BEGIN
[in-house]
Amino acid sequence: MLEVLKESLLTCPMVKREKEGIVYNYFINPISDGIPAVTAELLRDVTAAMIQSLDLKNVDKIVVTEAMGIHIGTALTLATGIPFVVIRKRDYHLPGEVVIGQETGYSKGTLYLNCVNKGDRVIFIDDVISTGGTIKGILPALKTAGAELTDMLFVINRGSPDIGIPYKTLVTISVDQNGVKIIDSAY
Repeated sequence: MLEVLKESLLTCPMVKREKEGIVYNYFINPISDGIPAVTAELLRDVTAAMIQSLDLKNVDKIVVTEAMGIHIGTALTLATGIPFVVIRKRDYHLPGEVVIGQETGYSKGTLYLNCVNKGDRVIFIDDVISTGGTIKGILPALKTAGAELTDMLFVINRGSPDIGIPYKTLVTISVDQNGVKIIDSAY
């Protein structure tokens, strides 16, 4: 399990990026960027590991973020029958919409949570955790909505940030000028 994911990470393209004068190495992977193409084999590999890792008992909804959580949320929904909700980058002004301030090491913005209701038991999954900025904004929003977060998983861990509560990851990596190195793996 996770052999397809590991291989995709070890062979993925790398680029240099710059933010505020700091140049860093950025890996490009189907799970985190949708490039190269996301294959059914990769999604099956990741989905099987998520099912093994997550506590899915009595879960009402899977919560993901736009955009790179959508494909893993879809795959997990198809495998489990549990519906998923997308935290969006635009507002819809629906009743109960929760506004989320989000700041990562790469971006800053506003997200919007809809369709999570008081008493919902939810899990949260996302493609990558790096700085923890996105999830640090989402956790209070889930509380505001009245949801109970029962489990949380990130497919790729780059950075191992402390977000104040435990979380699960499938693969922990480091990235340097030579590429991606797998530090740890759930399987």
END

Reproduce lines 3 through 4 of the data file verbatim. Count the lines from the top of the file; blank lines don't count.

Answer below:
Repeated sequence: MLEVLKESLLTCPMVKREKEGIVYNYFINPISDGIPAVTAELLRDVTAAMIQSLDLKNVDKIVVTEAMGIHIGTALTLATGIPFVVIRKRDYHLPGEVVIGQETGYSKGTLYLNCVNKGDRVIFIDDVISTGGTIKGILPALKTAGAELTDMLFVINRGSPDIGIPYKTLVTISVDQNGVKIIDSAY
């Protein structure tokens, strides 16, 4: 399990990026960027590991973020029958919409949570955790909505940030000028 994911990470393209004068190495992977193409084999590999890792008992909804959580949320929904909700980058002004301030090491913005209701038991999954900025904004929003977060998983861990509560990851990596190195793996 996770052999397809590991291989995709070890062979993925790398680029240099710059933010505020700091140049860093950025890996490009189907799970985190949708490039190269996301294959059914990769999604099956990741989905099987998520099912093994997550506590899915009595879960009402899977919560993901736009955009790179959508494909893993879809795959997990198809495998489990549990519906998923997308935290969006635009507002819809629906009743109960929760506004989320989000700041990562790469971006800053506003997200919007809809369709999570008081008493919902939810899990949260996302493609990558790096700085923890996105999830640090989402956790209070889930509380505001009245949801109970029962489990949380990130497919790729780059950075191992402390977000104040435990979380699960499938693969922990480091990235340097030579590429991606797998530090740890759930399987």